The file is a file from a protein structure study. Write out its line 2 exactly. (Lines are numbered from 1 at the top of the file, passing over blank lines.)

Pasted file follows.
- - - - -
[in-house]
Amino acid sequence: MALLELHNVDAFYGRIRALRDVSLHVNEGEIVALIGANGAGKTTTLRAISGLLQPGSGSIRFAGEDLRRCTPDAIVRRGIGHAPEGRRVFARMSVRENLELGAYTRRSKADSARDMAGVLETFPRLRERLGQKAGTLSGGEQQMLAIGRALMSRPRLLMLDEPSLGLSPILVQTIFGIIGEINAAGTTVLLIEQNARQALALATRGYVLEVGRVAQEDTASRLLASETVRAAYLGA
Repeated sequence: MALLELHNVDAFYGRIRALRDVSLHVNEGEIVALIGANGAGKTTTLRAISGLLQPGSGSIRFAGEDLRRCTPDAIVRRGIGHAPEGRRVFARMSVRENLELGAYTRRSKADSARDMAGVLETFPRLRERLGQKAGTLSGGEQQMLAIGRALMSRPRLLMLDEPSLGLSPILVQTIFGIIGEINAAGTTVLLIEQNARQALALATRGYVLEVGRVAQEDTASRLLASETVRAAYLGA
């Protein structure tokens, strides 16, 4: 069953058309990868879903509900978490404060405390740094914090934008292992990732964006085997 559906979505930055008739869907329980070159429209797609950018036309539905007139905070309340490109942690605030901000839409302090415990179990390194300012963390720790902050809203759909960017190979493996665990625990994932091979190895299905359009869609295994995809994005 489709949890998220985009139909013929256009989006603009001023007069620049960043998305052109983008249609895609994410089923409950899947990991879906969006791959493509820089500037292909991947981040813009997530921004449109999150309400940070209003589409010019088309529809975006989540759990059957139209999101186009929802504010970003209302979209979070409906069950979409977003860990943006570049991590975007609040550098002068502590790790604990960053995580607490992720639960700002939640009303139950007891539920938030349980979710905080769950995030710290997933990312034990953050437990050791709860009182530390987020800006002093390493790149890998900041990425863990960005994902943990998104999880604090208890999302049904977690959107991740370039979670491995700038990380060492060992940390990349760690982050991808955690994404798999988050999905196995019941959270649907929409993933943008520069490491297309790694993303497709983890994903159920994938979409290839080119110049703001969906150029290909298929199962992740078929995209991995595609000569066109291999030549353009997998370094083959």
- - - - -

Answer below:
Amino acid sequence: MALLELHNVDAFYGRIRALRDVSLHVNEGEIVALIGANGAGKTTTLRAISGLLQPGSGSIRFAGEDLRRCTPDAIVRRGIGHAPEGRRVFARMSVRENLELGAYTRRSKADSARDMAGVLETFPRLRERLGQKAGTLSGGEQQMLAIGRALMSRPRLLMLDEPSLGLSPILVQTIFGIIGEINAAGTTVLLIEQNARQALALATRGYVLEVGRVAQEDTASRLLASETVRAAYLGA